"I'm a beginner and i wish to start gardening but i don't even know what soil is! I only know it dirties my laundry and there are many worms inside!" - If this description fits you, then you are at the right page.
We all have an idea that soil is capable of supporting plants. But how exactly do we define soil and what function does it have to plants?
Soil is a natural body made up of solids, liquids, and gases that contains a complex mixture of minerals, organic matters, water, air and other living organisms. Its general role in horticulture is to serve as media for growth of all kinds of plants.
To have some basic judgements by touching and seeing, here are some general tips:
Tip #1: Soil colour
By looking at the soil colour, it provides a clue on the soil content. Sometimes, you can assess the moisture level, drainage properties and porosity just by looking at the colour too.
Usually, a darker colour indicates more presence of organic matter available in the soil. A darker colour also indicates moisture content. By understanding the different types of media available in the market, you can tell their presence by the colour too. For example, the presence of perlite will indicate whitish substances.
Tip #2: Soil texture
Soil texture refers to the size of the soil particles/pores, with sand as the largest, silt, and clay as the smallest. Most soils contain a mixture of all three groups. This means that if there is a relative proportion of sand silt & clay, it would be the best!
And you guessed it, there is also a chart for reference!
Here's a fun table just for your information too:
Tip #3 Soil density
How heavy the soil can determines how closely packed the particles in the soil is. If your density is too high, it can restrict or even prohibit root growths. This means that the porosity (spaces between the soil particles) is too tight, and it may affect the total volume of water a soil can hold. An ideal soil would consist approximately 50% of pore spaces.
Fun Fact: Ideal bulk density = 1.33g/cm3 (Yes, we have a formula for it)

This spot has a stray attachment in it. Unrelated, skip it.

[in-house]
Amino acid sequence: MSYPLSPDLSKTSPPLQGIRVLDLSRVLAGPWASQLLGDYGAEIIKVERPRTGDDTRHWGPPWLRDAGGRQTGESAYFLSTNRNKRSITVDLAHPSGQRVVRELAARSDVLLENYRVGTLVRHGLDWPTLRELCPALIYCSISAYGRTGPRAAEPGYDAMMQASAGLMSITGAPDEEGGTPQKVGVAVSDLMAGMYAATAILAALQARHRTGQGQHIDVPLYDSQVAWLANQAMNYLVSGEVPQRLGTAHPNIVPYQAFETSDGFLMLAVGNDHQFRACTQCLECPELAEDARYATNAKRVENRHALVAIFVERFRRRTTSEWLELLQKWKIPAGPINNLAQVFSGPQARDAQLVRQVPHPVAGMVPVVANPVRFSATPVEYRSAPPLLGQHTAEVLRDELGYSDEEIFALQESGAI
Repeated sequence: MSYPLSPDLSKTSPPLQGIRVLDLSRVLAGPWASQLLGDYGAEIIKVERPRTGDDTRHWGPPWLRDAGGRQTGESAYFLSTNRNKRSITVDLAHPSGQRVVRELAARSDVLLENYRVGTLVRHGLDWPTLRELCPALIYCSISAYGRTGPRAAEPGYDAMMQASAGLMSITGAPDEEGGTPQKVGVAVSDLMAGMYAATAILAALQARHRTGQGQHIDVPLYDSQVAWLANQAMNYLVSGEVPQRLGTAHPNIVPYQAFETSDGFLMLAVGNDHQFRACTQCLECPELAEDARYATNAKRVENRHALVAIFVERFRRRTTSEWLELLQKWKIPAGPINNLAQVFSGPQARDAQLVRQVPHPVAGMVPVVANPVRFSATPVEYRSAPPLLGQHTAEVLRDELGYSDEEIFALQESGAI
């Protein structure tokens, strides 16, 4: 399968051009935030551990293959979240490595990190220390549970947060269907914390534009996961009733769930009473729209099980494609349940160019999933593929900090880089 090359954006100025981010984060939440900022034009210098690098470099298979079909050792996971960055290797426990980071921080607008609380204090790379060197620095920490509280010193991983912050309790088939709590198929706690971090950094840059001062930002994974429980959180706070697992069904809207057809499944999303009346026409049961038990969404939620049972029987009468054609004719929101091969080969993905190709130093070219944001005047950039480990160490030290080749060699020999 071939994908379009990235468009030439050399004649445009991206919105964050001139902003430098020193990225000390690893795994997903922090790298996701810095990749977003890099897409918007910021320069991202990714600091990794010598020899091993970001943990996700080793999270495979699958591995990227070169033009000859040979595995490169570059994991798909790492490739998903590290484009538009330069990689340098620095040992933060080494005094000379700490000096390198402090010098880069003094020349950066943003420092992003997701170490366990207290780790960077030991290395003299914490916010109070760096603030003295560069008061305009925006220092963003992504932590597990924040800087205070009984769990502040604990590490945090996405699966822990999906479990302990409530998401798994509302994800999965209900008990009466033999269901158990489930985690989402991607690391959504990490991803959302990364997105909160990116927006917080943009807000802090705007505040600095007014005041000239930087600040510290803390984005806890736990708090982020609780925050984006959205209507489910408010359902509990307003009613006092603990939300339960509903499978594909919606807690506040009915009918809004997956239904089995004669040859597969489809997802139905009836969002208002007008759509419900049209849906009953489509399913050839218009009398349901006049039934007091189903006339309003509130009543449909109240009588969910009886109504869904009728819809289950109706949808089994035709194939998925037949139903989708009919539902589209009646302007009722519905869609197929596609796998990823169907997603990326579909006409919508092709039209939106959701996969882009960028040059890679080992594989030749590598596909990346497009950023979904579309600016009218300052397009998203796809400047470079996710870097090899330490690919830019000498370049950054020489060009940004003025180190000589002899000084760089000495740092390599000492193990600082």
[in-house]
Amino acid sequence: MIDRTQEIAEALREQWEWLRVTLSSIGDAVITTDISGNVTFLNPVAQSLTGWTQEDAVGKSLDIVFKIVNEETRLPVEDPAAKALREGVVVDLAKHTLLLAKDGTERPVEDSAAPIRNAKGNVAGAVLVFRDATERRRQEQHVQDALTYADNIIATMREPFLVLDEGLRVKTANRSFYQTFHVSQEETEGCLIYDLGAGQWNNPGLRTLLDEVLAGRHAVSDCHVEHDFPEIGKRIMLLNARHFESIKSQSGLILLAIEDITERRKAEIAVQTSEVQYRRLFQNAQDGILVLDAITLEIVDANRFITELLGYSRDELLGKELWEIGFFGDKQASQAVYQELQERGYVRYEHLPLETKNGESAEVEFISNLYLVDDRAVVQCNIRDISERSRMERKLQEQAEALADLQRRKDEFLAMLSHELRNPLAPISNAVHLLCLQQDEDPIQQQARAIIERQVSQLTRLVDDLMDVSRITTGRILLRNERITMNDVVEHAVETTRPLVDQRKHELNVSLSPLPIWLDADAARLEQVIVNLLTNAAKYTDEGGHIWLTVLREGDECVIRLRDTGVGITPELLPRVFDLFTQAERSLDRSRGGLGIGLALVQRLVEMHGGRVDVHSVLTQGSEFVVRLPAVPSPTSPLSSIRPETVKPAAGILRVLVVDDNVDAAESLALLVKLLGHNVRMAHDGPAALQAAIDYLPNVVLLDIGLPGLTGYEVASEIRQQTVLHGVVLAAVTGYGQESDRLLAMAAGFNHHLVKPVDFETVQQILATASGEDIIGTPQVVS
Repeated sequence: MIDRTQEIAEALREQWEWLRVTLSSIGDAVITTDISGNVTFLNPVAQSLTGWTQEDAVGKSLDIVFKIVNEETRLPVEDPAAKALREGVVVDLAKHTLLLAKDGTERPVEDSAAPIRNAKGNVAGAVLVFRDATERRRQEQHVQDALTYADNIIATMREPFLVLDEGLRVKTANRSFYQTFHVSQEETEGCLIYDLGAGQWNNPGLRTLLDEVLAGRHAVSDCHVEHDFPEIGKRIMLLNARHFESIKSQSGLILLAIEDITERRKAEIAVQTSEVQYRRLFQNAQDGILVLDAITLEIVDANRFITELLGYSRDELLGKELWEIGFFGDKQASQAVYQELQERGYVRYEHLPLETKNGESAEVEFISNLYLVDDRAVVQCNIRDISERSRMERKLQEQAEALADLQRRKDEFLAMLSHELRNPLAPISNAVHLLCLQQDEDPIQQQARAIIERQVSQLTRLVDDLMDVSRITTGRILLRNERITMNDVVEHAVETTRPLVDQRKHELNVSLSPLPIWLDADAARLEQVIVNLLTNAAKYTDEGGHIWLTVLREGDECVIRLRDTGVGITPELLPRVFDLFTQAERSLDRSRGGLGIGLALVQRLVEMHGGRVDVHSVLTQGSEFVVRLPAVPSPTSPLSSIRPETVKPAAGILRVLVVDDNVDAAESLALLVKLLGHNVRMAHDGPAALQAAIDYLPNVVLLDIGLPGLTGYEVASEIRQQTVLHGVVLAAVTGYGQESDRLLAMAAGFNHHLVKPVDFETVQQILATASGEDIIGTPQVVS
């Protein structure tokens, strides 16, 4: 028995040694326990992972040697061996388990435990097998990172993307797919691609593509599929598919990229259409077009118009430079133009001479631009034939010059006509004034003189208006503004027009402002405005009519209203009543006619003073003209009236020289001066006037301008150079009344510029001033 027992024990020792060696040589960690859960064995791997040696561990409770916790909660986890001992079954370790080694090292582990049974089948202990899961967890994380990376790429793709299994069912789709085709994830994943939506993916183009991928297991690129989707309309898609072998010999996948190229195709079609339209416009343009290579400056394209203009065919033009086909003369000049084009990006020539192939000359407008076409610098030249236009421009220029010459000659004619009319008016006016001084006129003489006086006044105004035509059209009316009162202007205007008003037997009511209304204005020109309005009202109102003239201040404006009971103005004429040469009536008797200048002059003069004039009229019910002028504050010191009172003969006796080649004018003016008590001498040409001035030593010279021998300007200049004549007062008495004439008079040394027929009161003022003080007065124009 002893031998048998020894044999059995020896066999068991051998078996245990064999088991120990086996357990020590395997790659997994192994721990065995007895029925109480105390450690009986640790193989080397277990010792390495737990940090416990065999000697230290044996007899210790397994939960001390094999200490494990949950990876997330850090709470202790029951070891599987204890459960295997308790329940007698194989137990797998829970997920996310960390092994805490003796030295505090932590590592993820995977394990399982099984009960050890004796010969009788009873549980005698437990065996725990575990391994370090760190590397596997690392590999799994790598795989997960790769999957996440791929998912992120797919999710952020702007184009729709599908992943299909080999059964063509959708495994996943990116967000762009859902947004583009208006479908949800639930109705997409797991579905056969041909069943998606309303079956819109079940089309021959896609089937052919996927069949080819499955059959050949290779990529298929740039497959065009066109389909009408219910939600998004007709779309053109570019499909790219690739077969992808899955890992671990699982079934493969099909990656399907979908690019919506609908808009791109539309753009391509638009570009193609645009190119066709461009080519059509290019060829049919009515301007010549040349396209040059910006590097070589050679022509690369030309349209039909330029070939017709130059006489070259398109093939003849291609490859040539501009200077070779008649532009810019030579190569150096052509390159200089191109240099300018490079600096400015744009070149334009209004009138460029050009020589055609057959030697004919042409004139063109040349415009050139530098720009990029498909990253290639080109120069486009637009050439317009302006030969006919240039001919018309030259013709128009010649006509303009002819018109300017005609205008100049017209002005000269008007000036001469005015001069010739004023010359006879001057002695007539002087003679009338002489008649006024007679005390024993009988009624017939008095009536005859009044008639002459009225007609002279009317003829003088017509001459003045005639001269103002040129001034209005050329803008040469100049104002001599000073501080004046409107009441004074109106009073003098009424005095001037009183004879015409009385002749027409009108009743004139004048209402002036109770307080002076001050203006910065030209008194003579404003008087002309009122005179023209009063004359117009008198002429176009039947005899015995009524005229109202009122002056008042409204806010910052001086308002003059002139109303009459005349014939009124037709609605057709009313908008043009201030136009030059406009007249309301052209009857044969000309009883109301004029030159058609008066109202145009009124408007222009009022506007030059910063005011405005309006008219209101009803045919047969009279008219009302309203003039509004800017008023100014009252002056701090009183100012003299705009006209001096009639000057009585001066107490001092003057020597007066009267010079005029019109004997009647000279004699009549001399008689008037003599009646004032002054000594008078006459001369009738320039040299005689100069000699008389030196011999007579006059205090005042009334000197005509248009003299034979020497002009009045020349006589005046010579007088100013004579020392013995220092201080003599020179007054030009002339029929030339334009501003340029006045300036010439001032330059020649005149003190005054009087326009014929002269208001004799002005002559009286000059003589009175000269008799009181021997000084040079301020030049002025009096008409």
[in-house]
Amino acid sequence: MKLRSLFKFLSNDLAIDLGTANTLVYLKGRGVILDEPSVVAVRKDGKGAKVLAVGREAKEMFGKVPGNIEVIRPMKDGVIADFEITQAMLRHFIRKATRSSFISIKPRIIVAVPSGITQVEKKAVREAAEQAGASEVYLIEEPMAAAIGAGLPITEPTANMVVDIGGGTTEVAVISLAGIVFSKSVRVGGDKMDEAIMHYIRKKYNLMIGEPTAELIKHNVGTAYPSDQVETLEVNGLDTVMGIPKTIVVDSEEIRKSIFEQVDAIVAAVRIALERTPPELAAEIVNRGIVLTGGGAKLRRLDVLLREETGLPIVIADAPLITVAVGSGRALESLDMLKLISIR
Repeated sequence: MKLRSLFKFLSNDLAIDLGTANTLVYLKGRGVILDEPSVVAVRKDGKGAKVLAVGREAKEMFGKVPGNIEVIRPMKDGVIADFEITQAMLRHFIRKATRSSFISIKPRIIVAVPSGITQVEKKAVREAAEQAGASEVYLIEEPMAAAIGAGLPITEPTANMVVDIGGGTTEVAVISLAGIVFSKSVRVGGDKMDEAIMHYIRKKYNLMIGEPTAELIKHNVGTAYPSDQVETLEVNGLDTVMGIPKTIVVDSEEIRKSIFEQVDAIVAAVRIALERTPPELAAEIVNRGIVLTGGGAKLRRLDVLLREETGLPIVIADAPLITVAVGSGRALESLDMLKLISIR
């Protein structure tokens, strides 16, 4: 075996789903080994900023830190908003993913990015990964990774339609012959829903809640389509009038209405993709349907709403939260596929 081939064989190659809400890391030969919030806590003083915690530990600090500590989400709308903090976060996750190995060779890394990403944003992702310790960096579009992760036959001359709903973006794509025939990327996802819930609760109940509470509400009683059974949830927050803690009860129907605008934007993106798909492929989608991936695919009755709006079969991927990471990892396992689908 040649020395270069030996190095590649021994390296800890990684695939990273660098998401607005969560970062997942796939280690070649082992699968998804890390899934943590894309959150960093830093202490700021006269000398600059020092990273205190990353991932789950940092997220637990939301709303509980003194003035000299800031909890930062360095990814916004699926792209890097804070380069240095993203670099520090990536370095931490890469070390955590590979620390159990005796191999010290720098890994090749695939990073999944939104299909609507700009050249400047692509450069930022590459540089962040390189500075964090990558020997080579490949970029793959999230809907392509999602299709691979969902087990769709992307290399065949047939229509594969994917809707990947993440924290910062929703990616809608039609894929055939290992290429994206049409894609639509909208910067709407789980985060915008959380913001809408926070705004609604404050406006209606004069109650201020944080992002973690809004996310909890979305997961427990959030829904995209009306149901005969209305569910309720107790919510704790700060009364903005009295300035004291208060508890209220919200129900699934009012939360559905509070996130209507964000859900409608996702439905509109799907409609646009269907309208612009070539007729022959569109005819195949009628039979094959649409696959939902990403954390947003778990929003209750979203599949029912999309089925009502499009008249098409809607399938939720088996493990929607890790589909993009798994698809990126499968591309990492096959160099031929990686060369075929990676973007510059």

Tip #4 Soil Water Movement & Soil Water Holding Capacity
*Soil water movement refers to soil infiltration and percolation rate - how fast the water goes down into the soil profile
*Soil water holding capacity refers to the ability of soil to hold water & not losing it to gravity pull
If the water drains out too fast, you'll wonder if the soil even gets any water?
If the water drains out too slowly, you should be wondering if the soil is flooding?
By now you would have guessed that the these factors are controlled by the size of the pores, which is why it is so important to have good water holding capacity and good drainage as a factor for good soil. The larger the pores, the faster the water movements (infiltration and percolation rate improves).
*Percolation rate is the process of water moving downwards into the soil profile
Next, we will ask ourselves what is the actual amount of water actually present in the soil? This is what we call soil moisture content.
Here's the tricky part! When the soil appears to be absorbing A LOT of water, it does not mean that it is a good thing! Because when the soil reaches permanent wilting point, it means that the water is held so tightly by the soil, it is made unavailable to the plants. It is important to have available water for plant growth.
When people tell you to water your plants continuously for a while even when it "wastes" a lot of water, it is because it will allow the soil to reach its saturation point - the point when your soil cannot hold anymore water and excess is drained out via gravitational forces. This ensures that the soil has maximum amount of available water that it can hold for the plant.
So Panana, how would i know when my soil reaches the permanent wilting point?!
Ans: When your soil can't absorb a single water, or when the pores are so tight no water can penetrate inside!!
Of course, there are also many other ways and tips to identify or test for a good soil. But in general, these are enough for you to identify as a beginner.